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The global drug-eluting stents market has been forecast to hit a market value of US$6,278 million by 2015, with the industry being predominantly driven by the increasing incidence of cardiovascular diseases.
A drug-eluting stent (DES) is a peripheral or coronary stent (a scaffold) placed into narrowed, diseased peripheral or coronary arteries that slowly release a drug to block cell proliferation. This prevents fibrosis that, together with clots (thrombus), could otherwise block the stented artery, a process called restenosis. The stent is usually placed within the peripheral or coronary artery by an interventional cardiologist or interventional radiologist during an angioplasty procedure.
Like all invasive medical procedures, implanting stents in the coronary arteries carries risk. For the newer drug-eluting stents, very-long-term results are not yet available; however, five-years after implantation sirolimus-eluting stents remained superior to bare-metal stents. Risks associated with cardiac catheterisation procedures include bleeding, allergic reaction to the X-ray contrast agents used to visualise the coronary arteries, and myocardial infarction.
Shortly after the first drug-eluting stent was approved in the US in 2003, the technology quickly reached high penetration, approximately 50% in the coronary stent market. The high adoption rate by interventional cardiologists was due to the encouraging results of lower rates of restenosis despite a lack of long-term safety and efficacy data. By 2006, over 80% of stents used by cardiologists were drug-eluting stents.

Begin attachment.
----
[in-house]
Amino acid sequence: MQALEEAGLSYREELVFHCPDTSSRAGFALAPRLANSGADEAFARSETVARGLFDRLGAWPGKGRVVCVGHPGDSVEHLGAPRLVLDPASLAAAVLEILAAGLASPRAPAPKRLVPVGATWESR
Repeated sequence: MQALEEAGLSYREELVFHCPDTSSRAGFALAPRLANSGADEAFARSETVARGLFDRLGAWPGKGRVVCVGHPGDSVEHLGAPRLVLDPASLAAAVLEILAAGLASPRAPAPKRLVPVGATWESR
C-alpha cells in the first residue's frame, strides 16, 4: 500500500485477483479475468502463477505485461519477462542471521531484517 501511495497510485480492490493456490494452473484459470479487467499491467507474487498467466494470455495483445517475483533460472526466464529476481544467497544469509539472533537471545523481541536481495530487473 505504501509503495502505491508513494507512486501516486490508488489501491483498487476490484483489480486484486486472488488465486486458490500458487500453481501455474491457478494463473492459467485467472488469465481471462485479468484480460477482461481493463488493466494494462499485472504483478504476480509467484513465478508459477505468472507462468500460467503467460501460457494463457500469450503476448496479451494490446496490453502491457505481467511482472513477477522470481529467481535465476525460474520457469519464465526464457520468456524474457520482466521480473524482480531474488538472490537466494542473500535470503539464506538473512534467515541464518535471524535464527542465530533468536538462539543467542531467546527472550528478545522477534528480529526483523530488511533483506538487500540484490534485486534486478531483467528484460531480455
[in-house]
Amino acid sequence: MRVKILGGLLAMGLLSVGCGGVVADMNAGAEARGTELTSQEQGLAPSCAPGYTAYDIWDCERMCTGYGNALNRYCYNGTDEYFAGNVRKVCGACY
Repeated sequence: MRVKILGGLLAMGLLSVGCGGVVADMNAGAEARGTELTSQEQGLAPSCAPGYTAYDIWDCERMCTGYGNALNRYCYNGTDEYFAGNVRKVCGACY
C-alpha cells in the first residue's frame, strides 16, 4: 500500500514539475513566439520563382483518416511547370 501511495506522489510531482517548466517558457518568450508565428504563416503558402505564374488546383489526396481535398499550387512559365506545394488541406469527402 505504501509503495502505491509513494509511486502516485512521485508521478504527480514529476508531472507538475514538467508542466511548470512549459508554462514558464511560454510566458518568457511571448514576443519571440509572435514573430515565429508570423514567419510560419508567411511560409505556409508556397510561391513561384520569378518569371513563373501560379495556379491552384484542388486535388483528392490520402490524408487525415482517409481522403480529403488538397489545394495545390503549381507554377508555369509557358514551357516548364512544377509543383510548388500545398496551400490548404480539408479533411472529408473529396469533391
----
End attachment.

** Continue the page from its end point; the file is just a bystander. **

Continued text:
In 2007, the COURAGE trial showed PCI procedures and stents were no better than optimal medical therapy at preventing death or myocardial infarction in people with stable coronary artery disease. The result of the COURAGE trial raised questions over long-term benefits of and the market has remained flat ever since.
Abbott Laboratories and Boston Scientific Corp came out as the big players in the US drug-eluting stent market, together staking claim to more than half of all DES revenues. In 2010, Boston Scientific reported $1.5 billion in DES sales and held a 33% market share in the US, lead by its Taxus and Promus stents.
For more information on the drug-eluting stents market, see the latest research: Drug-Eluting Stents Market
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